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THROUGH THE BINOCULARS OF THE GRAPHIC COLLECTIVE - MAPPING HISTORY


Ivan Tabaković


       

I. Tabaković in his studio                 Self portrait (1938),
                                                        Collection of Nikola Marjanović


In presenting and historicizing artistic phenomena of the Graphic Collective’s decades-long exhibition program, a prominent place belongs to Ivan Tabaković, painter, professor, and academic, an influential creative whose oeuvre in various media - drawing, collage, ceramics, painting – is an inevitable part of Serbian and Yugoslavian art history of the interwar and postwar period. He grew up in a notable civic family, and his formative/creative path followed the line of Arad-Budapest-Zagreb-Munich-Paris-Novi Sad-Belgrade. While living in Zagreb, he co-founded the group "Zemlja" in 1929, which he left in 1932. His first exhibition in the Graphic Collective entitled "Hidden Worlds", was held in April 1964; on that occasion, he exhibited drawings and invited Dragiša and Milan Stanisavljević, farmers and autodidacts, as guest exhibitors with their sculptures. He took part in the initiatives and programs of the Graphic Collective, such as periodical exhibitions dedicated to drawing. An homage to Tabaković's creative lucidity and erudition was paid with an exhibition held in November 1999, authored by professor Lidija Merenik, whose focus was on collages/photomontages from the '60s and '70s. This exhibition marked the 100th anniversary of Tabaković's birth, complemented with prof. Merenik’s foreword by the suggestive title "Satirical Anatomy of Human Stupidity and Misery or Decentralization of Ideology." The selection of works indicates akin sensibility and proximity to Hoffmann's artistic views, in whose school he trained, followed by the artistic inheritance, ideas, and approaches of modernism - Surrealism, Pop-art, Kandinsky, Klee – up-to-date ideas of the new figuration and an underlined critical attitude towards social reality and its petty-bourgeois side. "The work of Ivan Tabaković, as a special supra-ideological whole in the corpus of Serbian post-war art, provides an outstanding example of independent artistic and ethical activity," concludes Lidija Merenik in the text. (translation: Maja Simić)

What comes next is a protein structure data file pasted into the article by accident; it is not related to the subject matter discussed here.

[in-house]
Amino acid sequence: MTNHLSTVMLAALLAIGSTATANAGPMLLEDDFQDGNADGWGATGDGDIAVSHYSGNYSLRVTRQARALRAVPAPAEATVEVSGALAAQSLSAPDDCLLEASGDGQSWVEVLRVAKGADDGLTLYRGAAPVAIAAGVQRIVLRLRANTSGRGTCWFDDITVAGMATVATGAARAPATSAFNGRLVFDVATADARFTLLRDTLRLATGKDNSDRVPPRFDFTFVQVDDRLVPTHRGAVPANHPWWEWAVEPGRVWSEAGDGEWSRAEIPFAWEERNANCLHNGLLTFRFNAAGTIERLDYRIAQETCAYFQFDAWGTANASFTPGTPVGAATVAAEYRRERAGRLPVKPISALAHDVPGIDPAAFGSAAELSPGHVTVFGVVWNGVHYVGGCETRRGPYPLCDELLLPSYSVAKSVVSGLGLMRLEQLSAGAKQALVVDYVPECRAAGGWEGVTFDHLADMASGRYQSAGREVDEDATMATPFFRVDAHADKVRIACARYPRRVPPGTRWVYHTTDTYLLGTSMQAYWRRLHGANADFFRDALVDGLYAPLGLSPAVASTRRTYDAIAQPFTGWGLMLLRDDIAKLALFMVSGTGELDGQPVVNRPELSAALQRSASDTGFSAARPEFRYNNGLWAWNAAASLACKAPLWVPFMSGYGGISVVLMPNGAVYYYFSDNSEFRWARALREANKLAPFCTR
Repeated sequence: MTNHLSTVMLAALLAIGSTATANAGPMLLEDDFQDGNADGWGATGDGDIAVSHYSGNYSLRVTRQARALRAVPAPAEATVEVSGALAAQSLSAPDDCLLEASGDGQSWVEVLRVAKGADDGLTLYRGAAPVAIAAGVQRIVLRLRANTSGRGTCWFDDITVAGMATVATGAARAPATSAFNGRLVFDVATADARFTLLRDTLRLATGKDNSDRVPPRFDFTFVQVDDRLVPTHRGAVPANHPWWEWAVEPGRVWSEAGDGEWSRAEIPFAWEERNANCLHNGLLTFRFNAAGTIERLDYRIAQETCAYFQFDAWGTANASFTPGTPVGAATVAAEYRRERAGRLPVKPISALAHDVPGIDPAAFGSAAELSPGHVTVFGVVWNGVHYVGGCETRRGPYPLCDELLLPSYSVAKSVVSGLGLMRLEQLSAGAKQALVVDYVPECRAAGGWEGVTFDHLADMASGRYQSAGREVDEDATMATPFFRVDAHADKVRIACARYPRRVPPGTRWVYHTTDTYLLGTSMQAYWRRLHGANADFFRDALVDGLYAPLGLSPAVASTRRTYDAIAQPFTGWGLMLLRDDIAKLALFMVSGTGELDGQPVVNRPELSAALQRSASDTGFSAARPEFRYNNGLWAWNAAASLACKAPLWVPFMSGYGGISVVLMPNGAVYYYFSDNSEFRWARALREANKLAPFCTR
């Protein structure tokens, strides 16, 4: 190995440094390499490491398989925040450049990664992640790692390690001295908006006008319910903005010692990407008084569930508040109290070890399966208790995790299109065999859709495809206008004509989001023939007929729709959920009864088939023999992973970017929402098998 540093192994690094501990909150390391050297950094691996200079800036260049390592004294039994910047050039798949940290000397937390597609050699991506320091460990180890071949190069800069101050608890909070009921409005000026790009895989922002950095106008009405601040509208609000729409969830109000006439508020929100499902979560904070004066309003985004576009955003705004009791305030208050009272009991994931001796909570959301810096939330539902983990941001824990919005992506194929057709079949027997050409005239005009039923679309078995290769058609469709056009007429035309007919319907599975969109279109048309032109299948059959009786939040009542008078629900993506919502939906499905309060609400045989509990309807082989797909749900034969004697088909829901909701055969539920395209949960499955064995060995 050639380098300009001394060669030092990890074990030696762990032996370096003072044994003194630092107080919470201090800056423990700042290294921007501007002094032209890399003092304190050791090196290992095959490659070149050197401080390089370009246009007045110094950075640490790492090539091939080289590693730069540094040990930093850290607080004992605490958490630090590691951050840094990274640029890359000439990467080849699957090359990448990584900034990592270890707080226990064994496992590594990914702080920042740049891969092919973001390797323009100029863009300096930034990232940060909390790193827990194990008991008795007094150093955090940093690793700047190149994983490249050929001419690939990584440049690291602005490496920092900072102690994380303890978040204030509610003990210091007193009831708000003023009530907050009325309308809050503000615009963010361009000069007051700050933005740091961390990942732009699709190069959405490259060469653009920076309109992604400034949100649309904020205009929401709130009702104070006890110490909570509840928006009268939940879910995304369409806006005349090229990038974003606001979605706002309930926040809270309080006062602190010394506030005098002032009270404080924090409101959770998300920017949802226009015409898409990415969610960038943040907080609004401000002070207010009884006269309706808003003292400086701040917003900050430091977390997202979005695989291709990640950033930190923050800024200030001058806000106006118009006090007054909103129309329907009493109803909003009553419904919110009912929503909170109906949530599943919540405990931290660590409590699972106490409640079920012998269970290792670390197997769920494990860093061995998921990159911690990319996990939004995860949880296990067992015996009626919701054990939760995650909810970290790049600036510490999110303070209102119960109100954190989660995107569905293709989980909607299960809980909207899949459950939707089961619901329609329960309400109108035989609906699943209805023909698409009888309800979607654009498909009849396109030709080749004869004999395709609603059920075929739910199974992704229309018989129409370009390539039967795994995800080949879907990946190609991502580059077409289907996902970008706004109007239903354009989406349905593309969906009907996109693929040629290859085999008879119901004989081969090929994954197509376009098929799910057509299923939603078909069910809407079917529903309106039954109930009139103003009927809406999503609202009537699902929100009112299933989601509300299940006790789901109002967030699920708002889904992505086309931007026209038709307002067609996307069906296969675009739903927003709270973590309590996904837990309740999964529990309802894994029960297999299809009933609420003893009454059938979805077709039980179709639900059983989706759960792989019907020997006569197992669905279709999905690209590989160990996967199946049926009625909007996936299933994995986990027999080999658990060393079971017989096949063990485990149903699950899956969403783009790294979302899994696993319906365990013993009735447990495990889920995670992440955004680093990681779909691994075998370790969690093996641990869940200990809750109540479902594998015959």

Invitation for the exhibition, The Graphic Collective, April 1964.


Ivan Tabaković (1898. Arad – 1977. Belgrade), studied at the Academy of Fine Arts in Budapest, and afterwards, at the Royal Academy of Applied Arts in Zagreb and Academy of Fine Arts in Munich. Tabaković’s education under the mentorship of Ljubo Babić in Zagreb and with Hans Hofmann in Munich, guided his painting towards the foundations of modernist painting. In 1925. he went to Paris and in 1927. he was engaged as a part-time draftsman at the Institute of Anatomy in Zagreb. He exhibited his works in 1934 in the Art Pavilion in Belgrade, with his colleague Nedeljko Gvozdenović. In 1939, he was appointed head of the department for decorative painting at the College of Applied Arts in Belgrade. He was a professor at the Academy of Applied Arts in Belgrade and a member of the Serbian Academy of Sciences and Arts. His students from the Academy of Fine Arts in Belgrade are the initiators and members of the famous Zadar group, many of whom continued their work in Paris. Tabaković won a Grand Prix at the Exposition Internationale des Arts et Techniques dans la Vie Moderne in Paris in 1937. and a gold medal at the 1962 International Ceramics Exhibition in Prague.


Catalogue of the exhibition of collages of Ivan Tabaković in The Graphic Collective Gallery, November/December 1999.



         

Conference, collage (1968),                     Nothing, collage (1967),
Legacy of Ratislava Tabaković                 Legacy of Ratislava Tabaković


         

Occupier, collage (1975),                         Greed, collage (1967),
Collection of MoCA                                   Legacy of Ratislava Tabaković

 

 

 
 
 
 
   
Graphic Collective Gallery, Dragoslava Jovanovića 11, Belgrade, Weekdays 12 - 20h, Saturdays 12 - 17h, Sundays closed
tel: +381.11.3285.923; tel/fax: +381.11.2627.785